Electrophysiological characterization of volume-activated chloride currents in mouse cholangiocyte cell line

Biyi Chen, Grant Nicol, Won Kyoo Cho

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9 Citations (Scopus)

Abstract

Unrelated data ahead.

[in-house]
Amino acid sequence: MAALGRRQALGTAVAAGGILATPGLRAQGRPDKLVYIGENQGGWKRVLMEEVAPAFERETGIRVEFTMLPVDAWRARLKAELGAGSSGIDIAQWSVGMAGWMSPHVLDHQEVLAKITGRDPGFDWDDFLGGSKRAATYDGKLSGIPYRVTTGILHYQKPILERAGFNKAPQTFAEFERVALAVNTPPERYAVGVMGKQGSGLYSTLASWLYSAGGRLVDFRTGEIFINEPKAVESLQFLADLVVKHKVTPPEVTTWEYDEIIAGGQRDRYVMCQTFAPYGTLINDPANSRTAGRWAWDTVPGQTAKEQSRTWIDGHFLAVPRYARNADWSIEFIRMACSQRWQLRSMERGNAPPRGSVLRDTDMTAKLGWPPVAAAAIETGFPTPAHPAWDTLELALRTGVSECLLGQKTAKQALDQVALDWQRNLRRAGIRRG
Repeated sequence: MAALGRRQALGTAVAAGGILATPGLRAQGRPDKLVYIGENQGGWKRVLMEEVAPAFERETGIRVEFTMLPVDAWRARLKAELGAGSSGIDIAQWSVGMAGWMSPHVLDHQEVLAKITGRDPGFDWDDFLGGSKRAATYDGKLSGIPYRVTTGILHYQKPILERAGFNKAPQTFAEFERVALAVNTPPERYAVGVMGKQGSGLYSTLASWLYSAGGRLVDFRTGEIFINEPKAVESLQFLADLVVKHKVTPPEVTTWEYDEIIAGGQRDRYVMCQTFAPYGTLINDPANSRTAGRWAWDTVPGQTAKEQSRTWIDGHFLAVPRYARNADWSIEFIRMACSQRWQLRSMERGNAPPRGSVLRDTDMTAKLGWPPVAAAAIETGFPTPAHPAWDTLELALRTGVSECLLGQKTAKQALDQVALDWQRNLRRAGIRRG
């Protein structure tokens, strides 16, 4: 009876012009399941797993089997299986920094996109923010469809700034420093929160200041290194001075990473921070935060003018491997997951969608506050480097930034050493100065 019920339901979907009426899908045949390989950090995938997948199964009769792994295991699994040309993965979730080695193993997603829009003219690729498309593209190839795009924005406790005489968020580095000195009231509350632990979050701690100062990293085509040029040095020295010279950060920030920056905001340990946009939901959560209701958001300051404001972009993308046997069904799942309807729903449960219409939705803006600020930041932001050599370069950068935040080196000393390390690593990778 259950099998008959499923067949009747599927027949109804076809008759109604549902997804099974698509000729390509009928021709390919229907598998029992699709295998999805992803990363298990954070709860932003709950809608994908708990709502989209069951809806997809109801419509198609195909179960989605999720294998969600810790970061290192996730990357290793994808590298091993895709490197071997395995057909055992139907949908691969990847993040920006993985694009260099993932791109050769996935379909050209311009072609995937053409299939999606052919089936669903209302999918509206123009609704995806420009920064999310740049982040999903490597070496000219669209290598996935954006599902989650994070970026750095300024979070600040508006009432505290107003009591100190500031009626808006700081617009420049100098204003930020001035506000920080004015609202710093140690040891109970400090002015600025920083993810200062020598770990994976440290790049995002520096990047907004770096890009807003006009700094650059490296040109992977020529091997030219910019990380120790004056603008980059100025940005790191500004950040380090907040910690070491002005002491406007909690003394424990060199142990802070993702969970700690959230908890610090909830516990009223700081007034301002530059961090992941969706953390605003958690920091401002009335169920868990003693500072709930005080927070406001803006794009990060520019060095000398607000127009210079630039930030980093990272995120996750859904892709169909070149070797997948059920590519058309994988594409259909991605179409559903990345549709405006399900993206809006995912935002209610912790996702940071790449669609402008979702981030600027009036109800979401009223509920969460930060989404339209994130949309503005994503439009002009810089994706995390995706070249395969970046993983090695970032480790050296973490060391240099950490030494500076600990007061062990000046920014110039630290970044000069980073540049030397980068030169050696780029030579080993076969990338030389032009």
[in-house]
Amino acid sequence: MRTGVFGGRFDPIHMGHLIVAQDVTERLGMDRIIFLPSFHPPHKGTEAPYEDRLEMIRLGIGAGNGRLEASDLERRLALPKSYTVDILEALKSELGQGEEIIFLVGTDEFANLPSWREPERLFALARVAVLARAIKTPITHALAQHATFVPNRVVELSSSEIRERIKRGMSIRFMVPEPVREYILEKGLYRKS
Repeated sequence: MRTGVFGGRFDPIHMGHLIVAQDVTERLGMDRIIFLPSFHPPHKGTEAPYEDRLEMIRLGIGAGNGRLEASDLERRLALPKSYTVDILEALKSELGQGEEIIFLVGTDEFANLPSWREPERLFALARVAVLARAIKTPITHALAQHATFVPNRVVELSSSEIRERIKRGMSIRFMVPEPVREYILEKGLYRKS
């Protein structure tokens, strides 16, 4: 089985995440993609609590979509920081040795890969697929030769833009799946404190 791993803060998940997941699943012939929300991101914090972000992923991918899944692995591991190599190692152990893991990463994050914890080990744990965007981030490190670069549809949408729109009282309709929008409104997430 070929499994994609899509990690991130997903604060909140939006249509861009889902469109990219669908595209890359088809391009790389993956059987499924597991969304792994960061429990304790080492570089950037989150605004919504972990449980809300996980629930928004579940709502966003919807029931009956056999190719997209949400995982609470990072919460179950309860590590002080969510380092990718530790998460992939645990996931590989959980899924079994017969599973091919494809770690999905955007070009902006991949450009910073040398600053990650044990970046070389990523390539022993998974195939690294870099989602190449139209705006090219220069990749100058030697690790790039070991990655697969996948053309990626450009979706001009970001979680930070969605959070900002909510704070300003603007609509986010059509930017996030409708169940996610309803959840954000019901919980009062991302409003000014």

Recent electrophysiological and radioisotope efflux studies have demonstrated various Cl- channels in cholangiocytes including volume-activated Cl- channels (VACC). Because VACCs play prominent roles in many vital cellular functions and physiology in cholangiocytes, we have examined their electrophysiological characteristics in mouse cholangiocytes to provide an important framework for studying in the future. The present study is to characterize VACCs expressed in the mouse bile duct cell (MBDC) line, conditionally immortalized by SV40 virus. Conventional whole cell patch-clamp techniques were used to study the electrophysiological characteristics of VACC in MBDC. When the MBDCs were exposed to hypotonic solution, they exhibited an outwardly rectified current, which was significantly inhibited by replacing chloride in the bath solution with gluconate or glutamate and by administration of classic chloride channel inhibitors 5-nitro-2-(3-phenylpropylamino)-benzoate, glybenclamide, DIDS, and tamoxifen. These inhibitory effects were reversible with washing them out from the bath solution. Moreover, the ion selectivity of the volume-activated channel to different anions indicates that it is more permeable to SCN- > I- ≥ Cl- > F - ≥ acetate ≥ glutamate ≥ gluconate. These electrophysiological characteristics demonstrate that the volume-activated current observed is a VACC. In addition, the VACC in MBDC has electrophysiological characteristics similar to those of the VACC in human cholangiocarcinoma cell line. The present study is the first to characterize the VACC in mouse cholangiocyte and will provide an important framework for further studies to examine and understand the role of the VACC in biliary secretion and ion-transport physiology.